Clothes maketh a Man(dela)

2014-11-16 20:00

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There’s no doubt Nelson Mandela’s face is among the most recognisable in the world – and his shirts are so famous, they have their own exhibition.

Those Famous Shirts, opening this week at the Circa Gallery in Johannesburg, will display a collection of nearly 30 shirts that became almost as famous as the man himself.

In archival footage from the exhibition, Madiba acknowledges his sartorial sense of purpose.

“I’ve always [heard] statements [like] clothes maketh the man. But I never knew the real meaning of [that statement] until I was arrested. Then I was asked to strip naked. There were chiefs, there were professors, there were ministers of religion. Then, when I looked at them, I realised, indeed, clothes maketh the man.”

In the foreword to the exhibition catalogue, maverick fashion designer Marianne Fassler explains how identity and fashion exist alongside each other to define us at a certain time, place and space in our history.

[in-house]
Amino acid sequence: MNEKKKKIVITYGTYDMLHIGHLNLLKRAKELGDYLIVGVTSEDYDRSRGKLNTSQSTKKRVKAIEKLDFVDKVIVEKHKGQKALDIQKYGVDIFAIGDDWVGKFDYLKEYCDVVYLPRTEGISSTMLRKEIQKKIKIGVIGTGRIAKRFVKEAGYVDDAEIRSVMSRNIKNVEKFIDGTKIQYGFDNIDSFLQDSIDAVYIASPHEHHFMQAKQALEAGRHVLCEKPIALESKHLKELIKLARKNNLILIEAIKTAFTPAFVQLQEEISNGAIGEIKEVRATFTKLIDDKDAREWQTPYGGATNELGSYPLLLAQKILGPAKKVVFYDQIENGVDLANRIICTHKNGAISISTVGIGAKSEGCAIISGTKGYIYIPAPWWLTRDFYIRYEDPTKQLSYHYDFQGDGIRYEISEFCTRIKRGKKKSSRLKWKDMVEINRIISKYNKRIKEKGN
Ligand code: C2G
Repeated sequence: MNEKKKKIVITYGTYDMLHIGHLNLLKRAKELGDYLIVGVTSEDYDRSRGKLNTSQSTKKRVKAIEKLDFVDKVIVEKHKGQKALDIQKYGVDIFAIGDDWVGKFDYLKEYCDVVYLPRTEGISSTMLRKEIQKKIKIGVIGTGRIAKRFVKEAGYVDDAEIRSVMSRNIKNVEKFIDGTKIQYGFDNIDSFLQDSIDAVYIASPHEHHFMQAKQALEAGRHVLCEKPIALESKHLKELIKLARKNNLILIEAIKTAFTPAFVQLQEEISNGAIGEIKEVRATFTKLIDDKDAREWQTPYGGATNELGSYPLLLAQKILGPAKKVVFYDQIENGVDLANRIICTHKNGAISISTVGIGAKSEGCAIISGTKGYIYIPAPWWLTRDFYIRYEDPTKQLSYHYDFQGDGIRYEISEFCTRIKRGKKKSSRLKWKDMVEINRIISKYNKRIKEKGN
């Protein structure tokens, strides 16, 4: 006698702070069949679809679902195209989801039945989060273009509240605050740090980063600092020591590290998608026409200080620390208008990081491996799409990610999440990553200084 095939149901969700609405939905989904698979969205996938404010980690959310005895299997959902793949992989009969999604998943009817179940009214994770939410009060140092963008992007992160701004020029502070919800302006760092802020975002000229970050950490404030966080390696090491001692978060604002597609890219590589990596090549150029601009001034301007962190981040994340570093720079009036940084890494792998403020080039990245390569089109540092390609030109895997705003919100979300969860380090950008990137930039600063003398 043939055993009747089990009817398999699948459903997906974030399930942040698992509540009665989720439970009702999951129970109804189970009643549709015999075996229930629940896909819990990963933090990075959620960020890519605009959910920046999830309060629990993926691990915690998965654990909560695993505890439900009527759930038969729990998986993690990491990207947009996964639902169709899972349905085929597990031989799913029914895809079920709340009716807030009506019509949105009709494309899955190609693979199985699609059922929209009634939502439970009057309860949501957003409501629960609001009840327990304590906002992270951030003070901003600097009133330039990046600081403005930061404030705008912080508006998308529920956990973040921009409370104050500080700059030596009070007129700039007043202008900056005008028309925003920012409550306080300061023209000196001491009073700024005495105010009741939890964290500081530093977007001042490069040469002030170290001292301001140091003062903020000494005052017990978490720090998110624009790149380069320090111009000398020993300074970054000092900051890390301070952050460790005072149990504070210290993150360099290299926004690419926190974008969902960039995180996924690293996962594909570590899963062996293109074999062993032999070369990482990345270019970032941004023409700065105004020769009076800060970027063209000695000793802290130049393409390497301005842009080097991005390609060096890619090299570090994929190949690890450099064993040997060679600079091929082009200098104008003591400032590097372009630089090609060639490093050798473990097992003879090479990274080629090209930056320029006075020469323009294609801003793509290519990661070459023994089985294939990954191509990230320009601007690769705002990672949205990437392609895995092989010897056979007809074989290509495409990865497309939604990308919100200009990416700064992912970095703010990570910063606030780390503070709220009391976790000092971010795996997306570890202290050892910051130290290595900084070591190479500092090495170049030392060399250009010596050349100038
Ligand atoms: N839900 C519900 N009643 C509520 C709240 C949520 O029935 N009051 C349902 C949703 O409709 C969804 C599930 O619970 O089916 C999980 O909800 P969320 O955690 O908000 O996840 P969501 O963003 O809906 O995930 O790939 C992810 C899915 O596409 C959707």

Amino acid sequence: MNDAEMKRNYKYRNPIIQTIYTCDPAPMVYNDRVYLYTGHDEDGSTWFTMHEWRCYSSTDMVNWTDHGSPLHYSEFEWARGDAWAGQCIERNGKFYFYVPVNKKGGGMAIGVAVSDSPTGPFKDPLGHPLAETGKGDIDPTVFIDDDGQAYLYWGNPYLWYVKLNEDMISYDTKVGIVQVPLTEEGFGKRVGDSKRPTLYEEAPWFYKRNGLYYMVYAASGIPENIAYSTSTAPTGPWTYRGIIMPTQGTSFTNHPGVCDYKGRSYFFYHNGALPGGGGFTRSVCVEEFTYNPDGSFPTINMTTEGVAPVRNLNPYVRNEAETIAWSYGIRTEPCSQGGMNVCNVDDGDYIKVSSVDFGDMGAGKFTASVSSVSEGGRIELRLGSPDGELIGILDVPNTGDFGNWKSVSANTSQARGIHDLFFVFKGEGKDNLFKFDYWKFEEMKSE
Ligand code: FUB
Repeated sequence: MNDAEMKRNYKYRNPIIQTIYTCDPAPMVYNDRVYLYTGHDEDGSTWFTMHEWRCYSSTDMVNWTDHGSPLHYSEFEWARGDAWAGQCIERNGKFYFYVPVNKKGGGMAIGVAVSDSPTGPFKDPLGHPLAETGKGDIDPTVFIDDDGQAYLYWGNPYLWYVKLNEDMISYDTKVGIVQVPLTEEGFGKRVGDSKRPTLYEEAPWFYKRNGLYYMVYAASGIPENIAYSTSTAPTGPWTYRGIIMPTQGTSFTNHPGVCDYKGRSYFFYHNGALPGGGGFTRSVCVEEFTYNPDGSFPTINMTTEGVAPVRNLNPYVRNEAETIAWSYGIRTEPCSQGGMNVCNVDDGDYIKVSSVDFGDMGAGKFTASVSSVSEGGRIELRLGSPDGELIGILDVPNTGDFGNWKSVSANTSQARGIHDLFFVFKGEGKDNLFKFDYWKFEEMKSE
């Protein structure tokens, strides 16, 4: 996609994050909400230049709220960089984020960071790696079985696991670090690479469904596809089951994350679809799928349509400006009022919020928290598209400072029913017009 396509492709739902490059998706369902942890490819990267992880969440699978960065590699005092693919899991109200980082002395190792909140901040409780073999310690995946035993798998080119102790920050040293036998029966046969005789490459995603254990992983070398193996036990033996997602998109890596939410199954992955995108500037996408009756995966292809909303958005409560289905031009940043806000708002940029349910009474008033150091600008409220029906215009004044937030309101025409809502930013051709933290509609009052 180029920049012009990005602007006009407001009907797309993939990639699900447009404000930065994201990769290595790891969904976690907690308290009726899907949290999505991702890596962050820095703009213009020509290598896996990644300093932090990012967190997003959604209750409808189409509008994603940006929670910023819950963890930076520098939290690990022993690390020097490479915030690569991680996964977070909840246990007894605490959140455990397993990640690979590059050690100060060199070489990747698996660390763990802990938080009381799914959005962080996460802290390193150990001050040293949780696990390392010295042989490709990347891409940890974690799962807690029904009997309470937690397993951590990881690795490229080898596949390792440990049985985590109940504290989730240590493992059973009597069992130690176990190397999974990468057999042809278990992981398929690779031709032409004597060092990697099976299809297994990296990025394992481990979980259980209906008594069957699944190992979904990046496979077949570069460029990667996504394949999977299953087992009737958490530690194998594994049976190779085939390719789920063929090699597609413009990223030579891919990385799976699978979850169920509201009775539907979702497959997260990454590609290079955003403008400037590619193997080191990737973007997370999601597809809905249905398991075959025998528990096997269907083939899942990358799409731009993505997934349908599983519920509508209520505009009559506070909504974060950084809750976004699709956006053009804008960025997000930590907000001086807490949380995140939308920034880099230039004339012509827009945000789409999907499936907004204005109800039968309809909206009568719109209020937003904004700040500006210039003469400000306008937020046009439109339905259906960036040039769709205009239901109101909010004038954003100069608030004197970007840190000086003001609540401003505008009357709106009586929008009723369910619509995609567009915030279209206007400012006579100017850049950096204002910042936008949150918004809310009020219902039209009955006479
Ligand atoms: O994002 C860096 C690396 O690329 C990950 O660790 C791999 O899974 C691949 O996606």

“At its best and most innovative, fashion is a reflection of change, not a cause of it,” writes Fassler.

Visitors to the exhibition will get a look at shirts from the Richmark Collection, which were painstakingly gathered during the course of the former statesman’s public life.

There are shirts he wore before going to prison and on his release, more formal shirts for earlier addresses and, finally, those remarkable shirts that broke all the rules.

In a legendary act of aesthetic anarchy, he famously refused to don a tie for his first engagement with Queen Elizabeth, breaking with a centuries-old dress code.

That look was called Madiba Smart and appeared on invitations to events held with Tata around the world – a dress code all of its own.

Fassler sums it up perfectly: “By wearing a shirt, Madiba was telling us that he was going to change us all … all the institutions, all the ingrained, meaningless protocols … and break down the barriers between us.”

Those Famous Shirts runs at Circa Gallery, 2 Jellicoe Avenue, Rosebank, Johannesburg, from Wednesday to January 24 next year.

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